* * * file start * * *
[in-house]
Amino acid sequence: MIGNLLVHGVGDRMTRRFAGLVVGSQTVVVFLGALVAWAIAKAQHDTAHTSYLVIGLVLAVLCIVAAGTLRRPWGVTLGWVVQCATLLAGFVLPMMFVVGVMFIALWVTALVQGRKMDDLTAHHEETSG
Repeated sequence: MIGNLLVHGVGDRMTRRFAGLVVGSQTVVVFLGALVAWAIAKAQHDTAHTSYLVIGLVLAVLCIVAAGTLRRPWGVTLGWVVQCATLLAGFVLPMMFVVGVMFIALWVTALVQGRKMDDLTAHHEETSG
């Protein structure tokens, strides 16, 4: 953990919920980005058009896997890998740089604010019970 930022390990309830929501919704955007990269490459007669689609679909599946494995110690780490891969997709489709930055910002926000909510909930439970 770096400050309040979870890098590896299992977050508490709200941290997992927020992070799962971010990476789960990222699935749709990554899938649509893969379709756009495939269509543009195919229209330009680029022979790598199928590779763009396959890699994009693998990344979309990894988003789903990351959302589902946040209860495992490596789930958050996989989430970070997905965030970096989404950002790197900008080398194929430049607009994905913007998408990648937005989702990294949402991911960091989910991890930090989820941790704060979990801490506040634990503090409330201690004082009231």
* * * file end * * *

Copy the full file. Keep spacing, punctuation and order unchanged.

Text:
[in-house]
Amino acid sequence: MIGNLLVHGVGDRMTRRFAGLVVGSQTVVVFLGALVAWAIAKAQHDTAHTSYLVIGLVLAVLCIVAAGTLRRPWGVTLGWVVQCATLLAGFVLPMMFVVGVMFIALWVTALVQGRKMDDLTAHHEETSG
Repeated sequence: MIGNLLVHGVGDRMTRRFAGLVVGSQTVVVFLGALVAWAIAKAQHDTAHTSYLVIGLVLAVLCIVAAGTLRRPWGVTLGWVVQCATLLAGFVLPMMFVVGVMFIALWVTALVQGRKMDDLTAHHEETSG
């Protein structure tokens, strides 16, 4: 953990919920980005058009896997890998740089604010019970 930022390990309830929501919704955007990269490459007669689609679909599946494995110690780490891969997709489709930055910002926000909510909930439970 770096400050309040979870890098590896299992977050508490709200941290997992927020992070799962971010990476789960990222699935749709990554899938649509893969379709756009495939269509543009195919229209330009680029022979790598199928590779763009396959890699994009693998990344979309990894988003789903990351959302589902946040209860495992490596789930958050996989989430970070997905965030970096989404950002790197900008080398194929430049607009994905913007998408990648937005989702990294949402991911960091989910991890930090989820941790704060979990801490506040634990503090409330201690004082009231």